CANADIAN JOURNAL OF CARDIOLOGY
URL with Digital Object Identifier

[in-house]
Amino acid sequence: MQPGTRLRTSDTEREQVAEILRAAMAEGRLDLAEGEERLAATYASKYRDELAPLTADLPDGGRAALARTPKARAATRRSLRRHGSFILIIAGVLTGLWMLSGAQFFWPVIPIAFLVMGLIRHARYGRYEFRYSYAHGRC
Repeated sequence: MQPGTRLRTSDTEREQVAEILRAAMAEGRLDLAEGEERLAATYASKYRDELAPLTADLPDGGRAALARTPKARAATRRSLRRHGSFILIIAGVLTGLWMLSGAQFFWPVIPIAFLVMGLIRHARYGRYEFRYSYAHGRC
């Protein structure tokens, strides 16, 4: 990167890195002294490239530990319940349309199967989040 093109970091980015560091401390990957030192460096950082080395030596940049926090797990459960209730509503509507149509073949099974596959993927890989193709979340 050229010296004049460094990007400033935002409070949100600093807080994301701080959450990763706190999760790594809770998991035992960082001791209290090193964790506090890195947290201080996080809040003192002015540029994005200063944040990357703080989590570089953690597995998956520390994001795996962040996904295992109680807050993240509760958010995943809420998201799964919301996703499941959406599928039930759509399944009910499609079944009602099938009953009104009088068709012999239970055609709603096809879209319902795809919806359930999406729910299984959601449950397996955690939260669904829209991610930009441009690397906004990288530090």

Background: Aortic root enlargement (ARE) procedures are believed to allow implantation of larger valve prostheses; however, little evidence exists to support the specific efficacy of various techniques. Methods: Using a cadaveric model, 20 adult (72.4 +/- 15.3 years) hearts were stratified into 4 groups based on annular diameter: <20 mm, 20-22 mm, 22-24 mm, and >24 mm. Each heart underwent an aortic valve replacement following a Nicks, Manougian, aortoventriculoplasty and modified Bentall procedure, with appropriate reversals between procedures. Results: All 4 groups experienced similar increases in annular diameter (P = 0.43) and prosthesis size implanted (P = 0.51) with each enlargement technique. The Nicks, Manougian, modified Bentall and aortoventriculoplasty procedures enlarged the annulus by 0.43 +/- 0.45 mm, 3.63 +/- 0.95 mm, 0.78 +/- 0.65 mm, and 6.08 +/- 1.19 mm, respectively (P < 0.001). No significant change in prosthesis size was observed after the Nicks procedure (P = not significant). Increases of 1.3 +/- 0.5, 1.3 +/- 0.5, and 2.7 +/- 0.6 prosthesis sizes were achieved with the Manougian, modified Bentall and aortoventriculoplasty techniques respectively (P < 0.001). Conclusions: ARE procedures appear equally efficacious in both small and larger aortic roots. Although all 4 ARE techniques increased the annular diameter, only the Manougian, modified Bentall and aortoventriculoplasty procedures allowed for the implantation of a larger prosthetic valve. The Nicks procedure, which is likely the most commonly performed ARE, does not allow for the implantation of a larger prosthesis. Surgeon preference and patient factors may help in selecting the most appropriate ARE technique, as the modified Bentall and Manougian procedures achieved similar increases in valve size.